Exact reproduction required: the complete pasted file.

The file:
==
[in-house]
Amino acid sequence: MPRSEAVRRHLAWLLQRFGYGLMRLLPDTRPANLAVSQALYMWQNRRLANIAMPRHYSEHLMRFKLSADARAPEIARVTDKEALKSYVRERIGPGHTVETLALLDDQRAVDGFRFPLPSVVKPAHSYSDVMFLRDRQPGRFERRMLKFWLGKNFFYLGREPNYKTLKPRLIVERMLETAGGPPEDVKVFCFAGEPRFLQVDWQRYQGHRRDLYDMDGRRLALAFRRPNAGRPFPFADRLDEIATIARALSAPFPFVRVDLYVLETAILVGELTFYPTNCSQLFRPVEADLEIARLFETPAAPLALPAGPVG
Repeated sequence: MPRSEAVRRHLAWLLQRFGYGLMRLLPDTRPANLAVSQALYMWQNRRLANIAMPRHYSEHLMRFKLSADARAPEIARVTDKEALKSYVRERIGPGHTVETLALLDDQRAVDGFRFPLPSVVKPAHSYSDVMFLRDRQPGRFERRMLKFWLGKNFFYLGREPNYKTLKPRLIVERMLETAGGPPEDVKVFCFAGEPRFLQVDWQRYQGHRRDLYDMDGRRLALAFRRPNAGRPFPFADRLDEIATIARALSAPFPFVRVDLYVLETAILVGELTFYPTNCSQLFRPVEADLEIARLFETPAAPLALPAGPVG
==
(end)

[in-house]
Amino acid sequence: MPRSEAVRRHLAWLLQRFGYGLMRLLPDTRPANLAVSQALYMWQNRRLANIAMPRHYSEHLMRFKLSADARAPEIARVTDKEALKSYVRERIGPGHTVETLALLDDQRAVDGFRFPLPSVVKPAHSYSDVMFLRDRQPGRFERRMLKFWLGKNFFYLGREPNYKTLKPRLIVERMLETAGGPPEDVKVFCFAGEPRFLQVDWQRYQGHRRDLYDMDGRRLALAFRRPNAGRPFPFADRLDEIATIARALSAPFPFVRVDLYVLETAILVGELTFYPTNCSQLFRPVEADLEIARLFETPAAPLALPAGPVG
Repeated sequence: MPRSEAVRRHLAWLLQRFGYGLMRLLPDTRPANLAVSQALYMWQNRRLANIAMPRHYSEHLMRFKLSADARAPEIARVTDKEALKSYVRERIGPGHTVETLALLDDQRAVDGFRFPLPSVVKPAHSYSDVMFLRDRQPGRFERRMLKFWLGKNFFYLGREPNYKTLKPRLIVERMLETAGGPPEDVKVFCFAGEPRFLQVDWQRYQGHRRDLYDMDGRRLALAFRRPNAGRPFPFADRLDEIATIARALSAPFPFVRVDLYVLETAILVGELTFYPTNCSQLFRPVEADLEIARLFETPAAPLALPAGPVG